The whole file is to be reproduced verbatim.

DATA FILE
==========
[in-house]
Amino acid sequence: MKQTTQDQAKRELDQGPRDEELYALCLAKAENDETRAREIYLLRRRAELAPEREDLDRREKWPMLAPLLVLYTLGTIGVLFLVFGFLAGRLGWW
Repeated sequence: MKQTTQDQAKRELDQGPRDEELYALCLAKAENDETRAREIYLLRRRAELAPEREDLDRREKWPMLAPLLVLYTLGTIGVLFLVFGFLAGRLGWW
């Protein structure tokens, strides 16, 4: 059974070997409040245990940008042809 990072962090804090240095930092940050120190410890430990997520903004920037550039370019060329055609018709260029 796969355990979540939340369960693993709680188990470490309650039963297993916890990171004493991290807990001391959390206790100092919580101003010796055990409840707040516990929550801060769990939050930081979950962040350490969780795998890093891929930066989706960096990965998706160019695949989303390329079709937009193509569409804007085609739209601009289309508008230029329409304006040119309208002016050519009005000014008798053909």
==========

[in-house]
Amino acid sequence: MKQTTQDQAKRELDQGPRDEELYALCLAKAENDETRAREIYLLRRRAELAPEREDLDRREKWPMLAPLLVLYTLGTIGVLFLVFGFLAGRLGWW
Repeated sequence: MKQTTQDQAKRELDQGPRDEELYALCLAKAENDETRAREIYLLRRRAELAPEREDLDRREKWPMLAPLLVLYTLGTIGVLFLVFGFLAGRLGWW
């Protein structure tokens, strides 16, 4: 059974070997409040245990940008042809 990072962090804090240095930092940050120190410890430990997520903004920037550039370019060329055609018709260029 796969355990979540939340369960693993709680188990470490309650039963297993916890990171004493991290807990001391959390206790100092919580101003010796055990409840707040516990929550801060769990939050930081979950962040350490969780795998890093891929930066989706960096990965998706160019695949989303390329079709937009193509569409804007085609739209601009289309508008230029329409304006040119309208002016050519009005000014008798053909």